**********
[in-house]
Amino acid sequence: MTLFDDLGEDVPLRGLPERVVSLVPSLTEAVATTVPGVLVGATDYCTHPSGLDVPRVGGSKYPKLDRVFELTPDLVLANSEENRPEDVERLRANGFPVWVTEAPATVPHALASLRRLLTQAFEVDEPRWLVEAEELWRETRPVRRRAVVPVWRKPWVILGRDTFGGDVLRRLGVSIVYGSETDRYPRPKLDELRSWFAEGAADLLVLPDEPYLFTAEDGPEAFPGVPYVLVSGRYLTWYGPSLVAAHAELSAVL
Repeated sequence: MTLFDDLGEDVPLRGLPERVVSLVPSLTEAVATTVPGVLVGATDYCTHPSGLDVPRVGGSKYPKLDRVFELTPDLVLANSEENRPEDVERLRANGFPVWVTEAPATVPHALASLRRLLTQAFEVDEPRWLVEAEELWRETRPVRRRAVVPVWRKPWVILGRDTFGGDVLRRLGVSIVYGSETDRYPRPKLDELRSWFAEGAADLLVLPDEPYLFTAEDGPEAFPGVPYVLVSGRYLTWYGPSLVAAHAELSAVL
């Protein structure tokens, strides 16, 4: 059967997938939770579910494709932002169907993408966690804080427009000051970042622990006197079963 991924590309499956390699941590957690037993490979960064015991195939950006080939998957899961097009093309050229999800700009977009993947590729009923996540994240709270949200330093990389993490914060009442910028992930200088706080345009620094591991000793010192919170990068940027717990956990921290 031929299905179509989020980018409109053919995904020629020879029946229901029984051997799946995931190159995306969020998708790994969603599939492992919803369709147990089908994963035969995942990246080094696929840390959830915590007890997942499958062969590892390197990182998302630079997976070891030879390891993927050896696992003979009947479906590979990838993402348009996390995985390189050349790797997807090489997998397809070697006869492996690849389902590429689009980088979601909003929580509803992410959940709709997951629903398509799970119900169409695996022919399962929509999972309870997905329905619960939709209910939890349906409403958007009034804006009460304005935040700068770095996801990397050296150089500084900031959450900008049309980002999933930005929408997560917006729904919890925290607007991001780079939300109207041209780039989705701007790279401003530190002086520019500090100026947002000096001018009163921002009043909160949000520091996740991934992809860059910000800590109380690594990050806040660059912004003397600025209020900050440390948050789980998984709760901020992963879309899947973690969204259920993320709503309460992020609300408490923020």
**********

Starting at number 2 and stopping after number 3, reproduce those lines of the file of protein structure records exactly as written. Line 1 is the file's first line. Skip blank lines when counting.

Amino acid sequence: MTLFDDLGEDVPLRGLPERVVSLVPSLTEAVATTVPGVLVGATDYCTHPSGLDVPRVGGSKYPKLDRVFELTPDLVLANSEENRPEDVERLRANGFPVWVTEAPATVPHALASLRRLLTQAFEVDEPRWLVEAEELWRETRPVRRRAVVPVWRKPWVILGRDTFGGDVLRRLGVSIVYGSETDRYPRPKLDELRSWFAEGAADLLVLPDEPYLFTAEDGPEAFPGVPYVLVSGRYLTWYGPSLVAAHAELSAVL
Repeated sequence: MTLFDDLGEDVPLRGLPERVVSLVPSLTEAVATTVPGVLVGATDYCTHPSGLDVPRVGGSKYPKLDRVFELTPDLVLANSEENRPEDVERLRANGFPVWVTEAPATVPHALASLRRLLTQAFEVDEPRWLVEAEELWRETRPVRRRAVVPVWRKPWVILGRDTFGGDVLRRLGVSIVYGSETDRYPRPKLDELRSWFAEGAADLLVLPDEPYLFTAEDGPEAFPGVPYVLVSGRYLTWYGPSLVAAHAELSAVL